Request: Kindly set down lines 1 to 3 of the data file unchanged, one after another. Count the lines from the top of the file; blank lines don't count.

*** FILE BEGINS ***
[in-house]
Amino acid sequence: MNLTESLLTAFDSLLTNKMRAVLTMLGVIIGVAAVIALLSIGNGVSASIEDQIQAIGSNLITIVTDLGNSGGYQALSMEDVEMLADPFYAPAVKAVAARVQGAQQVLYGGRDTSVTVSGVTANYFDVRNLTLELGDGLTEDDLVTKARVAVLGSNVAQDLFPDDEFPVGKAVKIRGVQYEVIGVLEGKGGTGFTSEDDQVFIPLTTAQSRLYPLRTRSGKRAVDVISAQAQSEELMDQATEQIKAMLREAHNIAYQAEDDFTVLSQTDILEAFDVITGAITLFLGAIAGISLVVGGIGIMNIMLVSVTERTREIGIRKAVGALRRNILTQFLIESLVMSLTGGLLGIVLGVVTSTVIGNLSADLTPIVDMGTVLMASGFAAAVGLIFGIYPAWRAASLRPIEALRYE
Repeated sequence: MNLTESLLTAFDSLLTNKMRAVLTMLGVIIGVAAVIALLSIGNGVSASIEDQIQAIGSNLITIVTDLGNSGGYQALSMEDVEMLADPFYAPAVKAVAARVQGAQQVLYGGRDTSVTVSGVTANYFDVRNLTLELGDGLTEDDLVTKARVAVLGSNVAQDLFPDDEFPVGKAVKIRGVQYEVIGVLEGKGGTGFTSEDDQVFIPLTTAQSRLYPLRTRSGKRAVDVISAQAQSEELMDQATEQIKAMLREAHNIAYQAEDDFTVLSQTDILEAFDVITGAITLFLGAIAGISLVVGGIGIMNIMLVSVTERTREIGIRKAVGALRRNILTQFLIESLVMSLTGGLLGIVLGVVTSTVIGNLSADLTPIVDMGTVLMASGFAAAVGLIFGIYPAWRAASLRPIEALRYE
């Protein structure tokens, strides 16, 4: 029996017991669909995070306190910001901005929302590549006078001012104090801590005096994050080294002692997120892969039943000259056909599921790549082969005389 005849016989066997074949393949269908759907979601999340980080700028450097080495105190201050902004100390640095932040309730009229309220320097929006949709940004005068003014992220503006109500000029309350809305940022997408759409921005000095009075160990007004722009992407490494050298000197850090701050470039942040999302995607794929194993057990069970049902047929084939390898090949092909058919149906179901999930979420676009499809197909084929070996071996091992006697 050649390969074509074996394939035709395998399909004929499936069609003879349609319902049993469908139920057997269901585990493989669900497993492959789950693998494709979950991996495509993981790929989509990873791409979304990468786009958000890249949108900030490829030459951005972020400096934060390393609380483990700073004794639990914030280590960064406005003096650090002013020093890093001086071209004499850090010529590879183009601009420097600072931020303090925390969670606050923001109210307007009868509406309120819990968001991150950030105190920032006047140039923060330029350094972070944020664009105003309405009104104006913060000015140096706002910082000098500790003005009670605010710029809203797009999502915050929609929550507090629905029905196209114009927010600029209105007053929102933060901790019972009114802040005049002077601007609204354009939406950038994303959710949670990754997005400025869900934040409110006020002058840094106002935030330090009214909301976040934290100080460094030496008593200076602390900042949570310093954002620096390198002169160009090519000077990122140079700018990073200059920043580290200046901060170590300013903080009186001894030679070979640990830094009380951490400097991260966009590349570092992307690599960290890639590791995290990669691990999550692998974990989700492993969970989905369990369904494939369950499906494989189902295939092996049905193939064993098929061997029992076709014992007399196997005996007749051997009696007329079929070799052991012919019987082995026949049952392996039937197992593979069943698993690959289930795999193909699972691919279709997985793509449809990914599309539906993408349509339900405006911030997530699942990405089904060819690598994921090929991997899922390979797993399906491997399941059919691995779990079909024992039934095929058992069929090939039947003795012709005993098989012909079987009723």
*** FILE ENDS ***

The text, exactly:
[in-house]
Amino acid sequence: MNLTESLLTAFDSLLTNKMRAVLTMLGVIIGVAAVIALLSIGNGVSASIEDQIQAIGSNLITIVTDLGNSGGYQALSMEDVEMLADPFYAPAVKAVAARVQGAQQVLYGGRDTSVTVSGVTANYFDVRNLTLELGDGLTEDDLVTKARVAVLGSNVAQDLFPDDEFPVGKAVKIRGVQYEVIGVLEGKGGTGFTSEDDQVFIPLTTAQSRLYPLRTRSGKRAVDVISAQAQSEELMDQATEQIKAMLREAHNIAYQAEDDFTVLSQTDILEAFDVITGAITLFLGAIAGISLVVGGIGIMNIMLVSVTERTREIGIRKAVGALRRNILTQFLIESLVMSLTGGLLGIVLGVVTSTVIGNLSADLTPIVDMGTVLMASGFAAAVGLIFGIYPAWRAASLRPIEALRYE
Repeated sequence: MNLTESLLTAFDSLLTNKMRAVLTMLGVIIGVAAVIALLSIGNGVSASIEDQIQAIGSNLITIVTDLGNSGGYQALSMEDVEMLADPFYAPAVKAVAARVQGAQQVLYGGRDTSVTVSGVTANYFDVRNLTLELGDGLTEDDLVTKARVAVLGSNVAQDLFPDDEFPVGKAVKIRGVQYEVIGVLEGKGGTGFTSEDDQVFIPLTTAQSRLYPLRTRSGKRAVDVISAQAQSEELMDQATEQIKAMLREAHNIAYQAEDDFTVLSQTDILEAFDVITGAITLFLGAIAGISLVVGGIGIMNIMLVSVTERTREIGIRKAVGALRRNILTQFLIESLVMSLTGGLLGIVLGVVTSTVIGNLSADLTPIVDMGTVLMASGFAAAVGLIFGIYPAWRAASLRPIEALRYE